Karl-Heinz Rummenigge, FC Bayern Munich's CEO, believes that for Bundesliga clubs to remain competitive in the 'global' game of football, the 50+1 ownership rule imposed upon German clubs must be scrapped - according to a report published by German outlet Suddeutsche Zeitung.
The 50+1 rule dictates that a club must be more than 50 percent owned by its members, a requirement which has come under fire from a number of German club officials, who believe that the rule deeply limits the possibility of rich outside investors taking a controlling majority share in the club, instead of being just an ineffective minority shareholder.
Rummenigge wants every club to have the power to choose a different business model, much like it is in the Premier League, La Liga, Serie A and Ligue 1, in order to remain a predominant force.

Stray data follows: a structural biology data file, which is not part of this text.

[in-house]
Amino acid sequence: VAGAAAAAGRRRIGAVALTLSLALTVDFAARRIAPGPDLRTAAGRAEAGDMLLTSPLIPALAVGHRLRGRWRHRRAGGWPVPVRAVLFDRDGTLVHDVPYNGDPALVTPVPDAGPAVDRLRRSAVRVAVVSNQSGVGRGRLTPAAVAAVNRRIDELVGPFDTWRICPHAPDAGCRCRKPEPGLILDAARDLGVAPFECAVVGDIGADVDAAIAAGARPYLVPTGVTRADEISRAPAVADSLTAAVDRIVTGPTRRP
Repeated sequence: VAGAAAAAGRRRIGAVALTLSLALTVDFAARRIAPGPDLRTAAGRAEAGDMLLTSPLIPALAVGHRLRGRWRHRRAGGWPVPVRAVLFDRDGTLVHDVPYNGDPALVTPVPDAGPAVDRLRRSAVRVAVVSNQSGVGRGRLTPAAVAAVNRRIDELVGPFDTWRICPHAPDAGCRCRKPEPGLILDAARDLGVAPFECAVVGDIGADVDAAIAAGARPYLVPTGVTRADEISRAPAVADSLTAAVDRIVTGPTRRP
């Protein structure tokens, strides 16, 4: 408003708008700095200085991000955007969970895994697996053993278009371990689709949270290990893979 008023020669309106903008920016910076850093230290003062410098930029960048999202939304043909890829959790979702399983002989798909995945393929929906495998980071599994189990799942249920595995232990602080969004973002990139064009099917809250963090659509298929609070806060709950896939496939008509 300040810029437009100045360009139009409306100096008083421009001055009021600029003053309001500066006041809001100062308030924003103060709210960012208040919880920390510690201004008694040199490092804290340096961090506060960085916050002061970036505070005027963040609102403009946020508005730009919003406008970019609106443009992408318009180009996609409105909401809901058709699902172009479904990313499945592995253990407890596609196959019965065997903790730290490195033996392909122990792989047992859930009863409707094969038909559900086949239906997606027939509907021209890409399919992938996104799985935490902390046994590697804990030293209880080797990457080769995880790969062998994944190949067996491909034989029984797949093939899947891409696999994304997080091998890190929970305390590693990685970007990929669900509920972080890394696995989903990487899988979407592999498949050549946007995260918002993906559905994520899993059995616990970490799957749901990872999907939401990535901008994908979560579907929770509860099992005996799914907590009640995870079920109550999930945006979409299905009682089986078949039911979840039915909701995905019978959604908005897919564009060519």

"Personally, I am in favour of leaving it to every club to decide whether they open the door on outside capital," the Bavarian outfit's chief admitted. "We are the only of the top five leagues with this luxury. We have a competition which I believe is not only national, but also global."
RB Leipzig's particular rise to the top of the German top-flight is largely all thanks to Red Bull, the Austrian energy drink company which indeed backs the club, after finding loopholes in the rule to supposedly bypass it.
Bayer Leverkusen, Wolfsburg and Hoffenheim are not operating under the 50+1 rule and Hannover are set to join their pardoned counterparts with an exception permit pending from the German Football League.
Being a pivotal, significant financial supporter, Martin Kind - an investor who made his fortune selling hearing aids - can take control of Hannover after 20 years of uninterrupted service.